In the last article I wrote we talked about how to create a Redux-Form inside a React/Redux application. Now I want to put that form to work for us, and create a simple support ticketing system using a Node.js/Express server and Mongoose to talk to a MongoDB. This will get us some good working knowledge of how to use Redux-Form, but more importantly, we’ll work with Mongoose and API’s in general.

Warning: This tutorial only covers specific elements of the MERN stack process. As such it won’t go into much detail on actions, action types, reducers, or even Redux and React. What this tutorial will do is show you how to use Mongoose to save information into a MongoDB and use Axios to send information from your client to your API. If that’s alright with you, let’s get buckled in!

You’ll be able to view the entire tutorial at this gist.

What do we need to get started?

You’re going to need both an API and a Client side application for this project. You can get started with creating your first API with this tutorial and you can also break into a simple “hello world” React app with this one.

You are also going to need a MongoDB to work with. You can set one up locally, but I would recommend heading over to mLab where you can create a free sandbox to play with.

Defining our Mongoose Schema

I personally like to start new features on the server side. This gives you a good overview of how you need/want your data structured and also tells you the API endpoints to send that data too. First things first we need to define a schema for our tickets. A MongoDB schema is defining the structure of the documents that we want to store in our collection (database). Open up a new file models/tickets.js. Inside this file, we want to import some basic dependencies, define them, and then export the TicketSchema.

const mongoose = require('mongoose'),  
      Schema = mongoose.Schema;

const TicketSchema = new Schema({  
    //schema structure will go here.

module.exports = mongoose.model('Tickets', TicketSchema);  

This should be pretty self-explanatory, but if not you can view the official docs herethat do a good job of explaining it. Now we actually want to put in some information that we want to store in this document. At it’s simplest you’ll define the “fields” in your document as an object and declare a type. We also want to make sure that we set a required property for things like the user’s email and their message. I’ve gone ahead and populated a schema for this tutorial:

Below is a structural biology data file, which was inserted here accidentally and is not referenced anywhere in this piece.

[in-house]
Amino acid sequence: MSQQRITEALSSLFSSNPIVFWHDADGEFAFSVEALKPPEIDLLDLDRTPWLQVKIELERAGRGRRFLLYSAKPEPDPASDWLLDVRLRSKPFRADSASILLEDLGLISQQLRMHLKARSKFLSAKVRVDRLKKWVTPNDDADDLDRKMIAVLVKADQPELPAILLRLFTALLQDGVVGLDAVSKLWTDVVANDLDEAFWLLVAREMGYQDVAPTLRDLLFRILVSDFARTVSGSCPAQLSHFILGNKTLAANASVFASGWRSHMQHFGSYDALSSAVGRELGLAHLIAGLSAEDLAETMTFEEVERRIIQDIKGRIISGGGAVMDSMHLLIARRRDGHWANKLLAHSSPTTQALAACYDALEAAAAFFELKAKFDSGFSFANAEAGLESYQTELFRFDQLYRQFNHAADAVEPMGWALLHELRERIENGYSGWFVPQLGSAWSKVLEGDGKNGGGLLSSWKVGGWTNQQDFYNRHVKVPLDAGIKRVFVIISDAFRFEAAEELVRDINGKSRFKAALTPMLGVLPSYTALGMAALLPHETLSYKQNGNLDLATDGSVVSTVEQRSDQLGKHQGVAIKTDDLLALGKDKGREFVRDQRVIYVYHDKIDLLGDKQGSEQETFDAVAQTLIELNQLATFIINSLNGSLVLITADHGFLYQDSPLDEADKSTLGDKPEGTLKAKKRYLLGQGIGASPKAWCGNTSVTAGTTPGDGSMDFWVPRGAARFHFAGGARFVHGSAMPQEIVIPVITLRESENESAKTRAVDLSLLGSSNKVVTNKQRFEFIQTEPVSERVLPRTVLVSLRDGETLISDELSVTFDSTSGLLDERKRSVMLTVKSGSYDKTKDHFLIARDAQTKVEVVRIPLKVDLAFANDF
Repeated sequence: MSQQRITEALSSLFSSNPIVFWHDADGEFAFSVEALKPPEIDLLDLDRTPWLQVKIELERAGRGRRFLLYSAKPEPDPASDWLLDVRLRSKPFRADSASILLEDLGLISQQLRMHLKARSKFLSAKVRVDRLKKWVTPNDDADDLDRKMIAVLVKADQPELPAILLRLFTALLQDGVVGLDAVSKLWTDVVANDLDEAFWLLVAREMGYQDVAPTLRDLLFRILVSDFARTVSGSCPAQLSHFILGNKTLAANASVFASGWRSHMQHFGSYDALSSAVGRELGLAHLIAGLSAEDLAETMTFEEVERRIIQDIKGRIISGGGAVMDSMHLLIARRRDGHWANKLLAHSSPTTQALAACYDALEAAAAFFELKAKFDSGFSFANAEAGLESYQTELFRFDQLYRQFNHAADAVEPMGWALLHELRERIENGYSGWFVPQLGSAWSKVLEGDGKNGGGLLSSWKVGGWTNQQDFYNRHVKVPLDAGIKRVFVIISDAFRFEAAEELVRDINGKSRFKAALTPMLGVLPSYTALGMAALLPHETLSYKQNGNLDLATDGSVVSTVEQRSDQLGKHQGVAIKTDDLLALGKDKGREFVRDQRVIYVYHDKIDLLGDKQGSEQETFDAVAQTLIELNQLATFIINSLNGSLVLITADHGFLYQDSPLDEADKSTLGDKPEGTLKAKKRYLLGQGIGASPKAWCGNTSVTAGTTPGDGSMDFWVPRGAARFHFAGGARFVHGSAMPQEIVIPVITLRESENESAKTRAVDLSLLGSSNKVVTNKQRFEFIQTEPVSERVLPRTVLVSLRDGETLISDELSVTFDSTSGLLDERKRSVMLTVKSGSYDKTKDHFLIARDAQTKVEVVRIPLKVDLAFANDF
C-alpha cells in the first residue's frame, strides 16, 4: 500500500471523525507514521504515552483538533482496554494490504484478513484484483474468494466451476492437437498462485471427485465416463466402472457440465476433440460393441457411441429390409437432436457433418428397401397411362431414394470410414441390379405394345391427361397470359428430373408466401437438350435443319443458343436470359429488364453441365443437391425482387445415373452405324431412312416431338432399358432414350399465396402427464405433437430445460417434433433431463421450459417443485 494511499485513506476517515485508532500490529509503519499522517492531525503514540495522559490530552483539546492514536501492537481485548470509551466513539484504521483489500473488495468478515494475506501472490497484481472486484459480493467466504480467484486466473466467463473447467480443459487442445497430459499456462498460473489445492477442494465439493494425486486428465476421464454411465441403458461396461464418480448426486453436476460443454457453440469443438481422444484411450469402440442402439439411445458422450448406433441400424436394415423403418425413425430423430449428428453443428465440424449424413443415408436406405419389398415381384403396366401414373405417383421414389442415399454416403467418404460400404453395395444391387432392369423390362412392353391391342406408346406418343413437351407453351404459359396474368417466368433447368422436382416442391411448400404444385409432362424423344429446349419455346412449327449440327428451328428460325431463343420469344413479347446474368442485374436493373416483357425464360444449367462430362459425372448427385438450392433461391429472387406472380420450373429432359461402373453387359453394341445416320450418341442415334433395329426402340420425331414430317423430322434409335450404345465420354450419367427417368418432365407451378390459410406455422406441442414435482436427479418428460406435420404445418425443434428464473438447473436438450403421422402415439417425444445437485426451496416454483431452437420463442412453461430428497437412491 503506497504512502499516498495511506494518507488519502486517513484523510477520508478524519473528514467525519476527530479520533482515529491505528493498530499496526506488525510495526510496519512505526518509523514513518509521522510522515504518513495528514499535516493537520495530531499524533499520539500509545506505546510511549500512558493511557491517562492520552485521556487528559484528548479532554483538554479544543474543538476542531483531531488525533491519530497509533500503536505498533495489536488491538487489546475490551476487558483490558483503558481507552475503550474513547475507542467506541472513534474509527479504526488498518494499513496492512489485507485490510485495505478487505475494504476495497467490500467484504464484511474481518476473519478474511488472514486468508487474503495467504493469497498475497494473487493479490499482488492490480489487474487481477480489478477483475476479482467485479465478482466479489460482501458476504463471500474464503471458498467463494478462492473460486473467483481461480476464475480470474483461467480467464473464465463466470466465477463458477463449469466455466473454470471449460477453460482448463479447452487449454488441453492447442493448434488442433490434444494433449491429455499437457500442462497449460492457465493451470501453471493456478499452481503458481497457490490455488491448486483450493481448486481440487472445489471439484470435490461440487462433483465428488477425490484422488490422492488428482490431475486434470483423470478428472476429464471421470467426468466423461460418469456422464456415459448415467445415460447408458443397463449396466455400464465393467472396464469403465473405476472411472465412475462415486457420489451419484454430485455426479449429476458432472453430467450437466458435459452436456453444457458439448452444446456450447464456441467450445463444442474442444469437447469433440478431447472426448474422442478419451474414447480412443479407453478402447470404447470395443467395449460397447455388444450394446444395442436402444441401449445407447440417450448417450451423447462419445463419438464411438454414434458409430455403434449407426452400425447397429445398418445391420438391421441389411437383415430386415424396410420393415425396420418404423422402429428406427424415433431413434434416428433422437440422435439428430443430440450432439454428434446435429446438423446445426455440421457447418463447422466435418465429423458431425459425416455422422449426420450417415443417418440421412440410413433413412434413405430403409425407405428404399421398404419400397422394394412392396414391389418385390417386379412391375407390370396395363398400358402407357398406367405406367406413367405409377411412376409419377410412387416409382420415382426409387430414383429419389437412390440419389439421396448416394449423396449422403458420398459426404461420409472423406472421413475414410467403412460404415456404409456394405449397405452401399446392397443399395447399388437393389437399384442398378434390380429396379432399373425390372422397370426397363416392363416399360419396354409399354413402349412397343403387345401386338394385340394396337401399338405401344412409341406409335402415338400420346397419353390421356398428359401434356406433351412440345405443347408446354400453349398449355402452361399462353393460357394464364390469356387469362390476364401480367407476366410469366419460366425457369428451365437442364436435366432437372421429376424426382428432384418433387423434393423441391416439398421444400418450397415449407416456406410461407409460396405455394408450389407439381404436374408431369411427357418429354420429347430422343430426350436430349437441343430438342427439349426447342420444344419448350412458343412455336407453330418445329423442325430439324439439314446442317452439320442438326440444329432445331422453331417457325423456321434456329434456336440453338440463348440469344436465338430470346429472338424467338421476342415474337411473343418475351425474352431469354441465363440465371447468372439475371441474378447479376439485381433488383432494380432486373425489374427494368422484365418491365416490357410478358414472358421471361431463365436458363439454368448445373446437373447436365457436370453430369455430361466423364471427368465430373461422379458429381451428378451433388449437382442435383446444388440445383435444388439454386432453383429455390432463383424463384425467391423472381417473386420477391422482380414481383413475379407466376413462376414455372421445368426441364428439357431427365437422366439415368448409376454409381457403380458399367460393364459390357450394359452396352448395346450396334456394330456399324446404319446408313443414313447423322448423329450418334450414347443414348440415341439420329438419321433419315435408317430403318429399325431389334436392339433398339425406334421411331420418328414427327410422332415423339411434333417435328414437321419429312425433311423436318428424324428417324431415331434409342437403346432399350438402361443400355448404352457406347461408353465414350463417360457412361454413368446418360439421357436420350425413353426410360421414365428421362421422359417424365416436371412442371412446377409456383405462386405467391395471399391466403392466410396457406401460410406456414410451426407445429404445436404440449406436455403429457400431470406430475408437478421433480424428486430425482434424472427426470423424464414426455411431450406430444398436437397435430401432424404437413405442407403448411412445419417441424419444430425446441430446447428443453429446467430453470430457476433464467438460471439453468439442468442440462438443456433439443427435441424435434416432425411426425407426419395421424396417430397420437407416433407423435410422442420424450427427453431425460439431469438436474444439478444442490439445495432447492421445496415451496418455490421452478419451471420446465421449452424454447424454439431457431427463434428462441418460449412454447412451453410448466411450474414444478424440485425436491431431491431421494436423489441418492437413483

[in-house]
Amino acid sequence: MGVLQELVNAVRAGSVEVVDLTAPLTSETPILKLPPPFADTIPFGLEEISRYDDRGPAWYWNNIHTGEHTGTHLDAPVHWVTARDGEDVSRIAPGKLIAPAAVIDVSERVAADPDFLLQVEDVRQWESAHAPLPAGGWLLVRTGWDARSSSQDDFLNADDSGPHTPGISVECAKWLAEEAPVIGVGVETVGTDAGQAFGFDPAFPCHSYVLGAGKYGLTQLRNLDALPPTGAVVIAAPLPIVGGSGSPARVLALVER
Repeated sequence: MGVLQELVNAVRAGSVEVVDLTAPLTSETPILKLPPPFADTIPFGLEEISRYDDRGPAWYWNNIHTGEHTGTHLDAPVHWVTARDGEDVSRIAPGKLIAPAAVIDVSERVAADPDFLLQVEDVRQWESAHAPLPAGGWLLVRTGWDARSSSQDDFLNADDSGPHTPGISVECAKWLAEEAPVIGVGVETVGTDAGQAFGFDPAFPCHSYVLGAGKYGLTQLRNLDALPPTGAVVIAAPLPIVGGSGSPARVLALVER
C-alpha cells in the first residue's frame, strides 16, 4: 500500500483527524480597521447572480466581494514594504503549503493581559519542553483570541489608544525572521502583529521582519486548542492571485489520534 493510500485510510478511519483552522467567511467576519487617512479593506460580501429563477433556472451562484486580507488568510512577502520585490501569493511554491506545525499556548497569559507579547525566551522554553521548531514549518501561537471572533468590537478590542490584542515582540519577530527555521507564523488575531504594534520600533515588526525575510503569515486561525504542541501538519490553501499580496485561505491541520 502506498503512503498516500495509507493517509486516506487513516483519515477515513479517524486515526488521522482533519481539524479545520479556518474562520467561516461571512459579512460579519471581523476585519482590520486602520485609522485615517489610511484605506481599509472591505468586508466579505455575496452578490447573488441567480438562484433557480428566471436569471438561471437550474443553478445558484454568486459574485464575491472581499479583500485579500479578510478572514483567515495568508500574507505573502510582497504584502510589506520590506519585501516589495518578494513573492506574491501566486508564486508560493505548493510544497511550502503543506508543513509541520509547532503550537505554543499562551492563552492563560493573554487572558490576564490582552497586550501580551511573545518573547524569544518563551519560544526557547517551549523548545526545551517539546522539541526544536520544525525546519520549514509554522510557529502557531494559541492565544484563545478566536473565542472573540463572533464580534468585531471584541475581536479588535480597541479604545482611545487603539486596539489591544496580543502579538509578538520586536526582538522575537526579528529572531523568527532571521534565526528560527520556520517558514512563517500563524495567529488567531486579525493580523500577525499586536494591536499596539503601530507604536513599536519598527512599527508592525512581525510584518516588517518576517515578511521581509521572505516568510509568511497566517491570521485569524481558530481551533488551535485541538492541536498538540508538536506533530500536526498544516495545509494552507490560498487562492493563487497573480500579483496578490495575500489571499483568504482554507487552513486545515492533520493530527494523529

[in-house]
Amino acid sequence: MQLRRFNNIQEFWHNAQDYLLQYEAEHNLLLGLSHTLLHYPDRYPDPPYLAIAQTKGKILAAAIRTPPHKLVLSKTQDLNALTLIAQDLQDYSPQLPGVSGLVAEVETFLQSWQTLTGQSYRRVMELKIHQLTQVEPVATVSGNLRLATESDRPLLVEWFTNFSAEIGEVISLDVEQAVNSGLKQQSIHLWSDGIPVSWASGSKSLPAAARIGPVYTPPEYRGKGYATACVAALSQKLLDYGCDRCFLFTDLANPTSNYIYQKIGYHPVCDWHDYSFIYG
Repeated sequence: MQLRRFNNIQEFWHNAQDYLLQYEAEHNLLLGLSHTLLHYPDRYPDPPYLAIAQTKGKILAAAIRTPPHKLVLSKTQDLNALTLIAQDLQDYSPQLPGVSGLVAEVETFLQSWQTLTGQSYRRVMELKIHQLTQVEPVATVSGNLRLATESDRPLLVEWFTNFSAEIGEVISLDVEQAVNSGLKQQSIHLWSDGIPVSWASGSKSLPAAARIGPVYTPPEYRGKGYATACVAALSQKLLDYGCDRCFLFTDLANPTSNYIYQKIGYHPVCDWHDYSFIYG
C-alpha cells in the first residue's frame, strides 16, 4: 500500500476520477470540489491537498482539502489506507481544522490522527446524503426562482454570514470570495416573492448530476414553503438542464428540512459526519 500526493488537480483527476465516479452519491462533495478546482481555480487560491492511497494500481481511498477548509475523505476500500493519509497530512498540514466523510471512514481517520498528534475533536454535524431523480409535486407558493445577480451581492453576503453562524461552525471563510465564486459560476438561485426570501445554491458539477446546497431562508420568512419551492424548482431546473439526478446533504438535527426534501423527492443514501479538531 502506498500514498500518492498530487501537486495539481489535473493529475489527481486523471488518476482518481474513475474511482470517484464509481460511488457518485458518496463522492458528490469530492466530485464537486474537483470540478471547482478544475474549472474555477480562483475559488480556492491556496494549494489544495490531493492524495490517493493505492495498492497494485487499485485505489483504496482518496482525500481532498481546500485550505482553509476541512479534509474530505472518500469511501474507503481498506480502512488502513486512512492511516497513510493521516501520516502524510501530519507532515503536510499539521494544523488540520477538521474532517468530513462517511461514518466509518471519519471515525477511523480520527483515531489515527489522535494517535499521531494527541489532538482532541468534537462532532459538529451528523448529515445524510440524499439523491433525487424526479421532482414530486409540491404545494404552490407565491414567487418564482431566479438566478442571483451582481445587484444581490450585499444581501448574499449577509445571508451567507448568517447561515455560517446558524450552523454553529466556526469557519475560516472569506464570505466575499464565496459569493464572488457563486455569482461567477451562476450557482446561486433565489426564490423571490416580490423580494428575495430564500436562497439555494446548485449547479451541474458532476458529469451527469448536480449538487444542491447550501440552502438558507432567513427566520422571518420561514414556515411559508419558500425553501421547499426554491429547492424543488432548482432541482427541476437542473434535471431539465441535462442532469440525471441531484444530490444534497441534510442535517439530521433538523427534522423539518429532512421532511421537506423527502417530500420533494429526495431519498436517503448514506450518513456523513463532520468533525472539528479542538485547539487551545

const TicketSchema = new Schema({  
  name: {
    type: String,
    required: true
  email: {
    type: String,
    required: true
  status: {
    type: String,
    required: true
  message: {
    type: String,
    required: true
}, {
  timestamps: true

The timestamps parameter I specified at the end is a nifty little tool that will store information like when the ticket was created, and when it was modified. It’s all handled directly inside MongoDB.

Creating a controller to add the ticket to the database

Our API endpoint is going to point to a function inside a controller file that will save the data received from our client into our mongoDB. Go ahead and create a controller for our tickets, controllers/_ticket-control.js. Inside here we will bring our Ticketsschema and start working with the data we plan to receive from our client. We’ll also set this controller to ‘use strict’ so that it can catch some common coding bloopers, as well as allow us to use let, a replacement for var.

'use strict';

const Tickets = require('../models/tickets');

exports.createTicket = function(req, res, next) {  
  const name =;
  const email =;
  const message = req.body.message;

  if (!name) {
    return res.status(422).send({ error: 'You must enter a name!'});

  if (!email) {
    return res.status(422).send({ error: 'You must enter your email!'});

  if (!message) {
    return res.status(422).send({ error: 'You must enter a detailed description of what you need!'});

  let ticket = new Tickets({
    name: name,
    email: email,
    status: "Open",
    message: message
  });, user) {
    if(err) {return next(err);}

    res.status(201).json({ message: "Thanks! Your request was submitted successfuly!" });

First thing inside our function, we simplify the req data that we received by saving what we anticipate being in them to variables for later use.

You’ll notice that you then incorporated some error handling to make sure that the client is sending all of the information that is going to be needed. Should these conditions fail to be met, it will simply stop the function and return a 422 error and describe what was missing.

Next, we define a new ticket and fill in the data. With this new ticket object we use the mongoose function .save to save it into our document. Some more error handling follows this if something should go wrong, but if it’s a success we send the 201 and a success message.

Configuring Mongoose with our MongoDB

We’re going to take a side step here to set up mongoose so that it can actually communicate with our database. It’s pretty simple and only requires adding a couple of lines to your server/index.js file. On your mLab dashboard, you can select your database, and view the connection information. You may need to create a user for the collection. This connection information will include a username, password, and database location and name. Copy those and save them into your server/index.js.

Make sure to use strong security methods to secure your database for production, like using environment variables and storing the reference to them in a separate file. For the sake of this tutorial though I’ve included it all into our server/index.js file.